How to stop Windows command interpreter from quitting batch file execution on an incorrect user input?

If I have the following example code:

@echo off
:menu
cls
echo 1. win
echo 2. lose
set /p menu=
goto %menu%
pause>nul

:win
cls
echo yay lolz
pause>nul

:lose
cls
echo really?
pause>nul

How do I stop the batch from quitting if I type "test" instead of a valid response?

1 answer

  • answered 2018-04-14 17:05 Mofi

    First, I suggest to bookmark in your browser:

    You can get help for every Windows command by running in a command prompt window the command with /? as parameter, for example if /?, set /?, ...


    Second, don't use set /p if the user should choose one of several options. There are multiple facts which must be taken into account on prompting user for entering a string and assigning it to an environment variable:

    1. On usage of set /P "MyVar=Your choice: " the environment variable MyVar is not modified if the user presses intentionally or by mistake just RETURN or ENTER. This means if the environment variable MyVar is not defined already before the user prompt, it is still not defined after user prompt finished with just hitting key RETURN. And if MyVar is defined already before user prompt, it keeps its value unmodified in case of user presses just RETURN or ENTER.

    2. The user has the freedom to type any string on being prompted with set /P. The batch file writer has no control on what the user really enters. So the batch file writer must take into account that the user enters by mistake or intentionally a string which could result in an exit of batch file execution because of a syntax error or it does something completely different as it is defined for.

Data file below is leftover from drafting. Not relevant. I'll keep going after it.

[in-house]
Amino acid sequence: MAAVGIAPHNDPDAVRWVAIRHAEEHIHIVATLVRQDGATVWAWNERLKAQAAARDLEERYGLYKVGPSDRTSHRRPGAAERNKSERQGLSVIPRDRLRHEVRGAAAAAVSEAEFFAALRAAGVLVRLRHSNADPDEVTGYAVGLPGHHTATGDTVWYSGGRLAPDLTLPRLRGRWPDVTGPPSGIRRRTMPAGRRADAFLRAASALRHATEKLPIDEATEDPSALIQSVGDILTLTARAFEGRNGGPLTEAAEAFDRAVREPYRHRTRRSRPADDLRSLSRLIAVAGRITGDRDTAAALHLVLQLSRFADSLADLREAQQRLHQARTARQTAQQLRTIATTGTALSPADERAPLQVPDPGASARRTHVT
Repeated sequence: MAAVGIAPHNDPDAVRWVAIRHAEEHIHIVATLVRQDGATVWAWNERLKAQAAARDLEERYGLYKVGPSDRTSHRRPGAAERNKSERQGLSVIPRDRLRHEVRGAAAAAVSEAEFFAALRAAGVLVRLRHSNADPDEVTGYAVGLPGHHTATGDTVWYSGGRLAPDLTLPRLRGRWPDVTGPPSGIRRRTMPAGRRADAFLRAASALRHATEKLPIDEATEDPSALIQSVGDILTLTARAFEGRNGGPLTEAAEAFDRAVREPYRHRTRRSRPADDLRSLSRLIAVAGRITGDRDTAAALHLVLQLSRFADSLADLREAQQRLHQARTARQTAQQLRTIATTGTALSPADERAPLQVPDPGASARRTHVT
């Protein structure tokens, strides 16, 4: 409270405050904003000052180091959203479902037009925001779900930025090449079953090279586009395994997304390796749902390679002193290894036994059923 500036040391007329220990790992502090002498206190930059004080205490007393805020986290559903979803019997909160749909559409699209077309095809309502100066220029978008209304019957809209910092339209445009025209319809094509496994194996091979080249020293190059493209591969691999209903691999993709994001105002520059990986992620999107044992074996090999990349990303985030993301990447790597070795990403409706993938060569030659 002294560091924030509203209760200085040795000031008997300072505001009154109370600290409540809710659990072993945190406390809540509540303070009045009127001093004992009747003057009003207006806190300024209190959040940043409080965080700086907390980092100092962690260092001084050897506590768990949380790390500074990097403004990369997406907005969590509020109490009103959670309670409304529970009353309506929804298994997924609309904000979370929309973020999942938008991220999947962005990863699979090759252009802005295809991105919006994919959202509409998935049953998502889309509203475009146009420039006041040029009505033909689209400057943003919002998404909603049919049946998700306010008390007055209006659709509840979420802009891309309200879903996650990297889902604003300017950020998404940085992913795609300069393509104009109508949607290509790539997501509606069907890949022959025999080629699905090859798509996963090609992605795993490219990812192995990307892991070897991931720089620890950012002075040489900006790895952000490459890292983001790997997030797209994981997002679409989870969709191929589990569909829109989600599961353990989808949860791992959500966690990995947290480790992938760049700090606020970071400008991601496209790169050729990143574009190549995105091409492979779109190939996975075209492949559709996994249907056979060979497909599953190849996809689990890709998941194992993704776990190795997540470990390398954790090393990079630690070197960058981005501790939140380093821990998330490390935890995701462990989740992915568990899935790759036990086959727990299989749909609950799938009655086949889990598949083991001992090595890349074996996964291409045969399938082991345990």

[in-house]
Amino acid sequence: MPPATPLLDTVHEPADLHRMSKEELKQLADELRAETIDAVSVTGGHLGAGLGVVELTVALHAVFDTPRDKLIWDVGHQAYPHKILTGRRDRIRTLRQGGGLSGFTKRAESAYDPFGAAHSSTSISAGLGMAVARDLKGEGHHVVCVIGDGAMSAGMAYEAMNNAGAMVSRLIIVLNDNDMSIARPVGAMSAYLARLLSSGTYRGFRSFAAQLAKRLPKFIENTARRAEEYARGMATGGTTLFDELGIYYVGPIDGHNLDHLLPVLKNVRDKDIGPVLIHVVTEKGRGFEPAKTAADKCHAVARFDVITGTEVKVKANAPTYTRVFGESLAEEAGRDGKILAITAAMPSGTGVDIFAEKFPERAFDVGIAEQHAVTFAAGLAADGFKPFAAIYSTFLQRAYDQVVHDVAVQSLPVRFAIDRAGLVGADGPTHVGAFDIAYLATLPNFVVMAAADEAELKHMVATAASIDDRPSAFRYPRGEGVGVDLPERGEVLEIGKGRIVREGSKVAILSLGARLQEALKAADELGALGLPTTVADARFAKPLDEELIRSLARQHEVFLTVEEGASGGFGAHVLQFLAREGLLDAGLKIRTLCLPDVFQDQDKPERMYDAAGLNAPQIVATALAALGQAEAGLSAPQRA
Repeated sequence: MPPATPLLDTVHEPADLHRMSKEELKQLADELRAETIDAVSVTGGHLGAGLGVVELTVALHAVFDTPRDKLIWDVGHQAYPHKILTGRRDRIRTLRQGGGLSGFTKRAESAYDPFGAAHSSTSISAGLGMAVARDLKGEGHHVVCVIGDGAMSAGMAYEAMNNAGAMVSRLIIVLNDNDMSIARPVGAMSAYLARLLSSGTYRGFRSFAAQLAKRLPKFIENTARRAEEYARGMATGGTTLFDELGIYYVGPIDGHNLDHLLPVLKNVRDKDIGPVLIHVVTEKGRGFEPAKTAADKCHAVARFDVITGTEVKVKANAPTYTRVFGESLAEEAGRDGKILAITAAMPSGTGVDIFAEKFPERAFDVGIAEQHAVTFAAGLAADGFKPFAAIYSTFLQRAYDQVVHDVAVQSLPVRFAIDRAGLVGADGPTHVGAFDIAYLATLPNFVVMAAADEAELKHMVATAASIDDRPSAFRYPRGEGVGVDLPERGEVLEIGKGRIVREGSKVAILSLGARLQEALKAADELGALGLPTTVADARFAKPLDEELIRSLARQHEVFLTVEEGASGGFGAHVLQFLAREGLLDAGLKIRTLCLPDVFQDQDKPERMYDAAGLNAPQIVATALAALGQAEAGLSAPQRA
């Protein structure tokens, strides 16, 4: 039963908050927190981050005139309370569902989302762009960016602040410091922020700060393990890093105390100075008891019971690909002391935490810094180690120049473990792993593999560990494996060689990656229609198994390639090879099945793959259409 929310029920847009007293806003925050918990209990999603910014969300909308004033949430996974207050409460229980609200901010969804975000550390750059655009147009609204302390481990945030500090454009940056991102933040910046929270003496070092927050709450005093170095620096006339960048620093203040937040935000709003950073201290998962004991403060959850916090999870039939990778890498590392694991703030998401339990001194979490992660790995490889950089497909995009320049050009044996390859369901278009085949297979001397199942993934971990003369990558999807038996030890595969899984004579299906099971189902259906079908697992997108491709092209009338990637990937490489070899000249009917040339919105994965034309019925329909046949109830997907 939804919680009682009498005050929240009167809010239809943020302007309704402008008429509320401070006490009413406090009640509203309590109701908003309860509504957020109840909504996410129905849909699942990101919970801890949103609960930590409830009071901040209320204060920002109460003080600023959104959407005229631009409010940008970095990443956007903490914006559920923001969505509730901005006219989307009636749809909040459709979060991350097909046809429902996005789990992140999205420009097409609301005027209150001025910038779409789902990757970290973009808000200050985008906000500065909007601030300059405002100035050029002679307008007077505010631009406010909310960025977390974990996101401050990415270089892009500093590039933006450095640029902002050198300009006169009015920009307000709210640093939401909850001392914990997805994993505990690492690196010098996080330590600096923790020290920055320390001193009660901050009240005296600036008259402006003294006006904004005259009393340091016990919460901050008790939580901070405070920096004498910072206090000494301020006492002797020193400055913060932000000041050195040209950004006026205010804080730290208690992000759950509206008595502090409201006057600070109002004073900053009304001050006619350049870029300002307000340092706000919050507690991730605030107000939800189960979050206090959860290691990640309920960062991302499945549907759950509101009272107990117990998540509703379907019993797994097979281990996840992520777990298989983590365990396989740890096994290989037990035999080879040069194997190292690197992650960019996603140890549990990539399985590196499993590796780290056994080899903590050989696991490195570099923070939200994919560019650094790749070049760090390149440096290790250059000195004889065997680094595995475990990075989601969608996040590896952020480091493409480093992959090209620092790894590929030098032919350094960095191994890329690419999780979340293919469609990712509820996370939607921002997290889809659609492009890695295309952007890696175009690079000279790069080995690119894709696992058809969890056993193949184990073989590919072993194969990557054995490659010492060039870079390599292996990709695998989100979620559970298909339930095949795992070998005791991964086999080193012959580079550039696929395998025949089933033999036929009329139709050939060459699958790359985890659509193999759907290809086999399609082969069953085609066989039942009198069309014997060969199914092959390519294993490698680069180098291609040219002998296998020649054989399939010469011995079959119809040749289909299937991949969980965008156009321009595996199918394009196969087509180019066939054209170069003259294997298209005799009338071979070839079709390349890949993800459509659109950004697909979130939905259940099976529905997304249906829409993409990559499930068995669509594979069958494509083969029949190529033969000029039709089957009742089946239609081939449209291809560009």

A simple example:

    @echo on
    :MainMenu
    @set /P "menu=Your choice: "
    if %menu% == 1 goto Label1
    if %menu% == 2 goto Label2
    goto MainMenu
    
    :Label1
    @echo Option 1 was chosen, fine.
    goto :EOF
    
    :Label2
    @echo Option 2 was chosen, okay.
    

    This batch file with echo on instead of echo off at top is started from within a command prompt window for debugging purposes.

    Just RETURN is pressed on user prompt on first run. Windows command interpreter exits batch processing because first IF condition is preprocessed before execution of IF command to:

    if  == 1 goto Label1
    

    There is obviously missing the first argument. cmd.exe encounters this syntax error and exits batch processing with an appropriate error message. The reason is environment variable menu is not defined before user prompt and is still not defined after user prompt.

    On second run of the batch file from within command prompt window 2 is entered and the batch file works as expected.

    On third run of the batch file from within same command prompt window again just RETURN is pressed on user prompt. The batch file outputs again the second message. Why? The environment variable menu is still defined from second batch file execution with that string and the variable was not modified on pressing RETURN.

    Okay, let us modify the example batch file to:

    @echo on
    :MainMenu
    @set "menu=2"
    @set /P "menu=Your choice: "
    if "%menu%" == "1" goto Label1
    if "%menu%" == "2" goto Label2
    goto MainMenu
    
    :Label1
    @echo Option 1 was chosen, fine.
    goto :EOF
    
    :Label2
    @echo Option 2 was chosen, okay.